Chapter 3. 2018 tax burdens

The 2018 tax burden results based on the eight model household types are presented in Tables 3.1 to 3.13 and Figures 3.1 to 3.7. The model household types vary by marital status, number of children and economic status: single taxpayers, without children, earning 67%, 100% and 167% of the average wage (AW); a single parent, with two children, earning 67% of the AW; a single earner couple at the AW level with two children; two-earner couples at 133% and 167% of the AW with two children; and a two-earner couple, without children, at 133% of the AW.

The chapter presents different measures for the average tax burdens (tax wedge, personal tax rate, net personal tax rate, personal income tax rate and employee social security contribution rate) and marginal rates (tax wedge and net personal tax rate). The results for two measures of tax progressivity are also considered: tax elasticity on gross earnings and labour costs.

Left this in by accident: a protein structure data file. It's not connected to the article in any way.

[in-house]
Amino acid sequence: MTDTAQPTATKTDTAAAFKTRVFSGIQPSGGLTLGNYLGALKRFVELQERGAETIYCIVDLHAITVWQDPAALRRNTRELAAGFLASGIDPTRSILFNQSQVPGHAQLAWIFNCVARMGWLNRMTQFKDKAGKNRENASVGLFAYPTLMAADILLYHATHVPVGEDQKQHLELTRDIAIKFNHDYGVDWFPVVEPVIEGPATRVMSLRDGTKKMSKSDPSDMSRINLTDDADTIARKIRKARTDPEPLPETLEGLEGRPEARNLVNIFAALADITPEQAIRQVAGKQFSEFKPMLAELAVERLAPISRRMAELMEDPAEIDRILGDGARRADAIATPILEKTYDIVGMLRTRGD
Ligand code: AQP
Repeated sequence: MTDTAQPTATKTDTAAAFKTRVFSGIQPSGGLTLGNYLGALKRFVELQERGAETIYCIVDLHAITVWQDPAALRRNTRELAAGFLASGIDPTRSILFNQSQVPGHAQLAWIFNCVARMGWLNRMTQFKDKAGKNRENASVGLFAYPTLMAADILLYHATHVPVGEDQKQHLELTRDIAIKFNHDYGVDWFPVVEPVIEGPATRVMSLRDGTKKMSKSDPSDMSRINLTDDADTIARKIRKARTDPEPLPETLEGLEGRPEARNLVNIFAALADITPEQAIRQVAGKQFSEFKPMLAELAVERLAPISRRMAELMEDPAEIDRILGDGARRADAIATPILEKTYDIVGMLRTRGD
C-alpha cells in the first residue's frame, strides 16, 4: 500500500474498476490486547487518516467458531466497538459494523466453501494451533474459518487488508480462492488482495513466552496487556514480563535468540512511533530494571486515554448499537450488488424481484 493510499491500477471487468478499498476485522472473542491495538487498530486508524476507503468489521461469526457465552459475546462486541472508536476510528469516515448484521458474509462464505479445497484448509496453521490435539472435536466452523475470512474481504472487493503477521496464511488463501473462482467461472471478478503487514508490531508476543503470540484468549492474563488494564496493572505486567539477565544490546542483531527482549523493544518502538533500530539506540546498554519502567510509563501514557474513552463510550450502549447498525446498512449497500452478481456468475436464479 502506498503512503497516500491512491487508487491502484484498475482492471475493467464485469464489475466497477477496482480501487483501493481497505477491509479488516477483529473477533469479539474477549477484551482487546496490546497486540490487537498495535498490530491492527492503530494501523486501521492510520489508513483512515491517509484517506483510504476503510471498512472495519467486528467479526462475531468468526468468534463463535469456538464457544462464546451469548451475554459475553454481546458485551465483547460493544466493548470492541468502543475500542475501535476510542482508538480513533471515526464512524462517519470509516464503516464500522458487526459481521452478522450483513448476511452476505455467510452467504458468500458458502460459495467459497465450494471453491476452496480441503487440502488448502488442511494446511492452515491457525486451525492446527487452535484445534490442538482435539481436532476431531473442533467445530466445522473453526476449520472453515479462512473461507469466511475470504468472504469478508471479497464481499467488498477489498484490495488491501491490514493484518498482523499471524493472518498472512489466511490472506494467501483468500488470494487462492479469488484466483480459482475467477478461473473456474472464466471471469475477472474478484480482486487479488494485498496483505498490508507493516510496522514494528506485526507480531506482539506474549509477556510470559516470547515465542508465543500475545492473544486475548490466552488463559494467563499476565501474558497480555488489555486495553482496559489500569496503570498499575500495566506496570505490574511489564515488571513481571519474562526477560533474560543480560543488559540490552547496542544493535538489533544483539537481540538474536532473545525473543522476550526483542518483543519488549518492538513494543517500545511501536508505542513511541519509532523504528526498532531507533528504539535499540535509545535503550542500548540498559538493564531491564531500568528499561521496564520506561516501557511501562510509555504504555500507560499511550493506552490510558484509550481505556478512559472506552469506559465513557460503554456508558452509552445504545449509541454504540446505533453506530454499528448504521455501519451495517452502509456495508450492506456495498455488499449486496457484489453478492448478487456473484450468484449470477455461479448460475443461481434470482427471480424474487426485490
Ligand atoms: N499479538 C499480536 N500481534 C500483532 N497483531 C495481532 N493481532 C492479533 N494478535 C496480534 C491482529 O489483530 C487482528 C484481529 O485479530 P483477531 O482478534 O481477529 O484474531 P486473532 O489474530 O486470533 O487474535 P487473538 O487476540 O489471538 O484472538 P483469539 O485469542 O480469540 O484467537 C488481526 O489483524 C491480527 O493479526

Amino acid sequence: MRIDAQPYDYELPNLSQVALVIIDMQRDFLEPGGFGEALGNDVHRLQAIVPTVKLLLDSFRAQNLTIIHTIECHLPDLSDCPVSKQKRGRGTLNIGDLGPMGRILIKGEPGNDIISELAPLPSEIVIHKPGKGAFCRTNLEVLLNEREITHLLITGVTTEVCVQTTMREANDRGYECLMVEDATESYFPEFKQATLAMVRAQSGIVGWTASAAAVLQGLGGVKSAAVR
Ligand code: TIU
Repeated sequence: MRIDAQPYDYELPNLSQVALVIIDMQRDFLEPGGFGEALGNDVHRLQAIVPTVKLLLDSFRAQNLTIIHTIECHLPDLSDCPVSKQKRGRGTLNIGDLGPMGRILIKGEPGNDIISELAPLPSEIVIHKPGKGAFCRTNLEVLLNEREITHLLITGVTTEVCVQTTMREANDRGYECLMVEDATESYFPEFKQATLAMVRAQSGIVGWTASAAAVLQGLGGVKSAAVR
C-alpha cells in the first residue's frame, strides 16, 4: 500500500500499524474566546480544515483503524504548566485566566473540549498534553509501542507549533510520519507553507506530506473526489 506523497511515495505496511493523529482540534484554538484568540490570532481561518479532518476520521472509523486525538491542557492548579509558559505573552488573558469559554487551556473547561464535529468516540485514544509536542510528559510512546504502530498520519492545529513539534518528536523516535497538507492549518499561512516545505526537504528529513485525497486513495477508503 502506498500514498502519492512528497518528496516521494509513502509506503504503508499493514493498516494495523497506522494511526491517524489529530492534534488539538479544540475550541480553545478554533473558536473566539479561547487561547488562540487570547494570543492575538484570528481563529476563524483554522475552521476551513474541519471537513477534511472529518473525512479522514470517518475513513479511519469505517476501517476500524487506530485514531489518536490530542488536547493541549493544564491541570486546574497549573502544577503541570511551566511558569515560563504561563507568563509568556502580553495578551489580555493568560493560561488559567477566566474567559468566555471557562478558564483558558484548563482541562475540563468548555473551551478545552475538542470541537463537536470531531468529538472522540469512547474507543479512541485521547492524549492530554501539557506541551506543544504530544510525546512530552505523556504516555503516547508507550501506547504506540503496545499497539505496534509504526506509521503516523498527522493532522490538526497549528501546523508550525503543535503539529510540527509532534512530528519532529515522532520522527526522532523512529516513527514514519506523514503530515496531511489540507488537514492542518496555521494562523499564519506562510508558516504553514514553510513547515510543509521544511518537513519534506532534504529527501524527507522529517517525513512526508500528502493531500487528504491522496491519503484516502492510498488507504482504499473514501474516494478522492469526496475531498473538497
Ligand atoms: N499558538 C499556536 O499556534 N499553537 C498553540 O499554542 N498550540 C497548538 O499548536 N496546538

Average tax burdens

Table 3.11 and Figure 3.1 show the average tax wedge (combined burden of income tax, employee and employer social security contributions) taking into account the amount of cash benefits each specific household type is entitled to. Total taxes due minus transfers received are expressed as a percentage of labour costs, defined as gross wage plus employers’ social security contributions (including payroll taxes). In the case of a single person on average wage the tax wedge ranges from 7.0% (Chile) and 18.4% (New Zealand) to 49.5% (Germany) and 52.7% (Belgium). For a one-earner married couple, with two children, at the same wage level the tax wedge is lowest in New Zealand (1.9%) and Chile (7.0%) and highest in Italy (39.1%) and France (39.4%). As stated in Chapter 1, the tax wedge tends to be lower for a married couple, with two-children, at this wage level than for a single individual without children due to both receipt of cash benefits and/or more advantageous tax treatment. It is also interesting to note that the tax wedge for a single parent, with two children, earning 67% of the average wage is negative in New Zealand (-20.5%), Canada (-15.2%), and Poland (-12.0%). This is due to the amount of cash benefits received by these families plus any applicable non-wastable tax credits that exceed the sum of the total tax and social security contributions that are due.